skillfully crafted family saga down three generations
packed with information of events in the country and
the world, particularly changing Hindu-Muslim
could be a textbook on how to write, mix fact, fiction
and history. It is beautifully written; it deserves to
be in Category A1.”
Author & Historian
enjoyed M.J. Akbar’s Blood Brothers (as though it
were) my own biography… it is an exquisitely written
narrative to truth disguised in fiction and ends on a
note that is deeply moving and unforgettable.”
Gangopadhyay, Pre-eminent Bengali novelist
“M.J. Akbar’s Blood Brothers is a marvelous work
of history in the form of a deeply engaging story of a
Muslim family in Bengal.
The exploration of the complex interface
between Muslims and Hindus over the last 150 years has
the freshness of a first-person experience which it
actually is. A
work of considerable charm, grace and insight.
A worthy companion to his earlier book Shade of
Swords on the Islam/West encounter.”
The Siege Within, Challenges to a Nation's Unity
book won excellent notices internationally, and became
a staple of university courses on South Asia. It was
also unique in that it accurately predicted where the
next round of secessionist violence would come, in
Punjab and Kashmir, and put these movements both in a
historical as well as immediate context. No book by an
Indian author on politics has had quite the impact
that the author’s first book had. A sample of the
reviews with tell their own story.
in the New Statesman: "An
excellent account of the movements which have
threatened the country's unity since 1947 to make by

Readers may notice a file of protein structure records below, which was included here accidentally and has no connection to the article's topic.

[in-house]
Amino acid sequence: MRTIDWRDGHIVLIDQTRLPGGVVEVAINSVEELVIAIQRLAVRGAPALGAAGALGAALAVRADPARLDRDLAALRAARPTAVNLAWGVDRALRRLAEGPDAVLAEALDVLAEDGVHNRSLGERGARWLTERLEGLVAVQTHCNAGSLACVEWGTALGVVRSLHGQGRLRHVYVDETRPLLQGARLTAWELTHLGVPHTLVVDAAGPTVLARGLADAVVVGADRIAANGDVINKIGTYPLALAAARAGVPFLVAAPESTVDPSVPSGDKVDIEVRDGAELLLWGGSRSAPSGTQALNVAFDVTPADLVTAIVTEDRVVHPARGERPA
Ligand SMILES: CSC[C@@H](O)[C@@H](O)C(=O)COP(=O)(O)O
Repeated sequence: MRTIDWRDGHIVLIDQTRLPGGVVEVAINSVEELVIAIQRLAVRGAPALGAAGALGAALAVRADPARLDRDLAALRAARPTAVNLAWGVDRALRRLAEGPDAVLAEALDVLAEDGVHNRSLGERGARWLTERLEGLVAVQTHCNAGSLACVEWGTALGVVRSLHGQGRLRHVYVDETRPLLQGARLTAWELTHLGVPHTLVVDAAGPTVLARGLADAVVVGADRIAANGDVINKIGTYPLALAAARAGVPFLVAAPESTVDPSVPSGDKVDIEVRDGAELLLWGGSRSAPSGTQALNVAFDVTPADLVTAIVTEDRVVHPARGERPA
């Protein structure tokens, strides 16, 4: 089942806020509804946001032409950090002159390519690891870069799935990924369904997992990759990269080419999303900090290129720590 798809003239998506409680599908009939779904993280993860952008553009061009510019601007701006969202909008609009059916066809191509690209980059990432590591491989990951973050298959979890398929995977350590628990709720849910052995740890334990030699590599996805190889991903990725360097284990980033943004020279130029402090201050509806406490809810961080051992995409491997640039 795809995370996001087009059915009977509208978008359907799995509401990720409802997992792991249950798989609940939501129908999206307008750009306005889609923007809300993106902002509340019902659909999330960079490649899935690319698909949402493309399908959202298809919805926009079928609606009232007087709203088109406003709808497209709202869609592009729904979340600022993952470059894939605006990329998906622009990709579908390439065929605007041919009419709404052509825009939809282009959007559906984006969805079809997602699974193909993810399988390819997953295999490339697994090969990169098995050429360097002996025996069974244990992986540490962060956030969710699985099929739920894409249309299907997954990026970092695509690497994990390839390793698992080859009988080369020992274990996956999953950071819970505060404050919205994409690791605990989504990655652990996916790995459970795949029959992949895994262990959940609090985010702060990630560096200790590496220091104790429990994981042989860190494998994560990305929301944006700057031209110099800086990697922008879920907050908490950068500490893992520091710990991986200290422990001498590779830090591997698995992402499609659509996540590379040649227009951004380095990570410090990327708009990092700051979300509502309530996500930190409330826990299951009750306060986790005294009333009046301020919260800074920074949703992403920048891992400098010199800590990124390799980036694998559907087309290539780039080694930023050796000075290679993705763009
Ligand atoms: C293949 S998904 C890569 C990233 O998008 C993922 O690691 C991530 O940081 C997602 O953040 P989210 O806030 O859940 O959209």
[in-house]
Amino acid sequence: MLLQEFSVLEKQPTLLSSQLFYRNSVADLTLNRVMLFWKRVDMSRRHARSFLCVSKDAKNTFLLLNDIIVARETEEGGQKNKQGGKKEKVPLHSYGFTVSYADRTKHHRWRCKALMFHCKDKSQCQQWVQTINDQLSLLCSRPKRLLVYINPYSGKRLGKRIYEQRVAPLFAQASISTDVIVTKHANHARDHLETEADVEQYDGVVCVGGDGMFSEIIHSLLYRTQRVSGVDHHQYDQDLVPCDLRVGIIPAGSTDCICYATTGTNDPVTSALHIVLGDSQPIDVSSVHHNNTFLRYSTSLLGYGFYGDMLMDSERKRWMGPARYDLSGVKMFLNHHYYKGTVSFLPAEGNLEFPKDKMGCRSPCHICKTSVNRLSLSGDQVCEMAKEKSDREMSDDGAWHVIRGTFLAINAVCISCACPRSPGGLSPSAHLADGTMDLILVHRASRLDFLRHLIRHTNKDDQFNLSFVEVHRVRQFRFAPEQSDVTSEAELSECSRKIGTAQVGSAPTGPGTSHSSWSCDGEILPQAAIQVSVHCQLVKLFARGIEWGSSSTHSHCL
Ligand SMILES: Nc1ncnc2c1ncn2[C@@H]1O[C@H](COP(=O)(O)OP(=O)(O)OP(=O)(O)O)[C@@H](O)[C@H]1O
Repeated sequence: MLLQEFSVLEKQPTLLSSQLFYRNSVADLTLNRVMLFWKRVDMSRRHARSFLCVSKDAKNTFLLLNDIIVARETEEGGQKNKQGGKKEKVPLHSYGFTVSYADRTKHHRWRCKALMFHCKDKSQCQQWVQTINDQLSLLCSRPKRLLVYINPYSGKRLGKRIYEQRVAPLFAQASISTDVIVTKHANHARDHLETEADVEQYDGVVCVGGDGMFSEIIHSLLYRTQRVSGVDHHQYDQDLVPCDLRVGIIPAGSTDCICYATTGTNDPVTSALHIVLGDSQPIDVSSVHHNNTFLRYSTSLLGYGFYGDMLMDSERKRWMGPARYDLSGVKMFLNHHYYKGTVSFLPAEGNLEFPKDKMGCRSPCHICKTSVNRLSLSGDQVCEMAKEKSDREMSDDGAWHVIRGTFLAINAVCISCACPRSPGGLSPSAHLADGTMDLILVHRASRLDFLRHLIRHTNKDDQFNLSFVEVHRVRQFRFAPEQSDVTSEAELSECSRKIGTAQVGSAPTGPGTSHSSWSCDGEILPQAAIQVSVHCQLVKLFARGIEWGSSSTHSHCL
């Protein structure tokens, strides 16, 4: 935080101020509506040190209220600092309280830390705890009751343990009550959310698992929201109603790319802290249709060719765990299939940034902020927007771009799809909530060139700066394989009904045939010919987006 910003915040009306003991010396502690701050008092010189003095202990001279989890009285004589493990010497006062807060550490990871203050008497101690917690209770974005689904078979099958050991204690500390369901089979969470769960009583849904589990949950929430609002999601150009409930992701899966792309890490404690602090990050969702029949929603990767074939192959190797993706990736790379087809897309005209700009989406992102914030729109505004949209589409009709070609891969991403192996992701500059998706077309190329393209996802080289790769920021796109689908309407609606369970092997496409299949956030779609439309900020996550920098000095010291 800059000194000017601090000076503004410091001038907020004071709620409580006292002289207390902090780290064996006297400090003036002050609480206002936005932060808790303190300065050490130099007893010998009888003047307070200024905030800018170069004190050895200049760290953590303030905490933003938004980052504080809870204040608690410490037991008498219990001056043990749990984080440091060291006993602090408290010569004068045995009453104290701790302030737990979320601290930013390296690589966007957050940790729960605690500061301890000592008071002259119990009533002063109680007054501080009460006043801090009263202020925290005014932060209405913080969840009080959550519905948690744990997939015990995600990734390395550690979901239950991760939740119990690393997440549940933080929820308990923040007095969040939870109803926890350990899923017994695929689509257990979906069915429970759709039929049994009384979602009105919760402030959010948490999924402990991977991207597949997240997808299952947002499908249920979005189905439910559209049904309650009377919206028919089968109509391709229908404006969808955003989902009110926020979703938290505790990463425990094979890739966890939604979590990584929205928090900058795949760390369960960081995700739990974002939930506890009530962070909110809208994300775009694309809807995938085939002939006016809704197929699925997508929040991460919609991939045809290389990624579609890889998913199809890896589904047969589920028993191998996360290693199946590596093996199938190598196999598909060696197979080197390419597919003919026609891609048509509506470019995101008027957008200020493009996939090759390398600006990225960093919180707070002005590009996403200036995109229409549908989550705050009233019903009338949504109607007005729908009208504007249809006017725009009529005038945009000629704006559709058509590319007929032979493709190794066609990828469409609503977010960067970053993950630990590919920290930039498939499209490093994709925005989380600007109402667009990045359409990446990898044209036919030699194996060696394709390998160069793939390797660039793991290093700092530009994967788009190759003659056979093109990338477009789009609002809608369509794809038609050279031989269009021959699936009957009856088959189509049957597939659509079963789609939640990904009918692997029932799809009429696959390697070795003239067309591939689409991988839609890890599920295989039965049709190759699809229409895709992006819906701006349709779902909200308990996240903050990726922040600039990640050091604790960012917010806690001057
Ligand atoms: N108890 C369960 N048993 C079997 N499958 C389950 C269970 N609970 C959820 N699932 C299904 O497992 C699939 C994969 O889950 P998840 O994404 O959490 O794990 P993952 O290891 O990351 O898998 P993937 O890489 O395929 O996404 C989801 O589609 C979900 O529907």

far the best and the most accessible explanation of
the new Indian crisis to have been there".
in The Sunday Times: "A thoughtful and well researched history of the conflict, 2500
years old, between centralising and separatist forces
in the subcontinent. And remarkably, for a work of
this kind, it’s concise, elegantly written and
Foot said of the book:
“How graphically and
skilfully the real problems are described…the book
is likely to have a considerable influence both in
India and Britain.”
quotations could go on. Remarkably, there was not a
single poor review!
for Riot After Riot
Riot After Riot
appeared in 1987. It was a collection of studies
in violence, whether Hindu-Muslim or inter-caste. It
mirrored the harsh realities of the subcontinent and
included a prescient piece on the major social
explosion over the mosque in Ayodhya built at the time
of the Mughal emperor Babar. This book is still in
print and continues to sell steadily.
Mulk Raj Anand
said of the book in the Times of India: "They are poignant accounts of the tragedies of our time, lit up by
flashes of brilliance to humanise us".
The Making of India.